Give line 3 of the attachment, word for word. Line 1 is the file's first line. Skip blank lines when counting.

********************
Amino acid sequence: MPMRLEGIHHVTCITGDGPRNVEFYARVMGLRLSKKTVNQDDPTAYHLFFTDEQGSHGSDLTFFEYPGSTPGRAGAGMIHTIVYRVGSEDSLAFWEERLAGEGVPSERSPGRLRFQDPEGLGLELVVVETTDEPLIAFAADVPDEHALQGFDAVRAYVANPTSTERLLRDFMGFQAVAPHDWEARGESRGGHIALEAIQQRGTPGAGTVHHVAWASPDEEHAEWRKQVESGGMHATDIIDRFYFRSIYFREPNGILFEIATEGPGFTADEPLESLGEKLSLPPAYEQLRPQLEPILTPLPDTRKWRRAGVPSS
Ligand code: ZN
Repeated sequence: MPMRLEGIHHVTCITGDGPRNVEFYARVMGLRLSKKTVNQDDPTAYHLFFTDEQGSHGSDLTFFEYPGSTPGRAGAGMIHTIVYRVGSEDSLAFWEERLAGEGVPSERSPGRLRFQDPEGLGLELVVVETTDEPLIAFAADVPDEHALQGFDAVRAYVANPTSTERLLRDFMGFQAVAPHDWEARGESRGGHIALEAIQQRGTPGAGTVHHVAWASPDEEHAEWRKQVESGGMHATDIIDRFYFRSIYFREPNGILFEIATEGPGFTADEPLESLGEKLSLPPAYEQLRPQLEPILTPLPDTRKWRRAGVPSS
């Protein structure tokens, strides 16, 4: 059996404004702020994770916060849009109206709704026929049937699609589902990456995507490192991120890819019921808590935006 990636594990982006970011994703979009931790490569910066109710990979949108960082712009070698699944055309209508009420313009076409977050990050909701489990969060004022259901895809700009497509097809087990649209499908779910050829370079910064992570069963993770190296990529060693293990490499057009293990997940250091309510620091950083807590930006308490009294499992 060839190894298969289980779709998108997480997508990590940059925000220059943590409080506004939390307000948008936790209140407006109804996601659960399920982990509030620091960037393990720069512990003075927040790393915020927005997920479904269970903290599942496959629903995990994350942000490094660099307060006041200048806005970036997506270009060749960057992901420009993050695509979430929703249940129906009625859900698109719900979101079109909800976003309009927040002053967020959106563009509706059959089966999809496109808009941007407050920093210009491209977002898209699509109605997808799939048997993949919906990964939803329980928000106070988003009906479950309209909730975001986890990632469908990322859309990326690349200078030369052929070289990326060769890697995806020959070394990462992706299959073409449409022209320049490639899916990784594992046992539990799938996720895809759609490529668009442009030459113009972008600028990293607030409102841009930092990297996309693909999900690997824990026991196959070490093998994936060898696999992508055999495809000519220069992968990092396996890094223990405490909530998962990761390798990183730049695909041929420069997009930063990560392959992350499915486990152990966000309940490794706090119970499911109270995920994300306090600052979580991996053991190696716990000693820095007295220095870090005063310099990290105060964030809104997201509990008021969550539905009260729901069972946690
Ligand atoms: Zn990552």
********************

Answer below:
Repeated sequence: MPMRLEGIHHVTCITGDGPRNVEFYARVMGLRLSKKTVNQDDPTAYHLFFTDEQGSHGSDLTFFEYPGSTPGRAGAGMIHTIVYRVGSEDSLAFWEERLAGEGVPSERSPGRLRFQDPEGLGLELVVVETTDEPLIAFAADVPDEHALQGFDAVRAYVANPTSTERLLRDFMGFQAVAPHDWEARGESRGGHIALEAIQQRGTPGAGTVHHVAWASPDEEHAEWRKQVESGGMHATDIIDRFYFRSIYFREPNGILFEIATEGPGFTADEPLESLGEKLSLPPAYEQLRPQLEPILTPLPDTRKWRRAGVPSS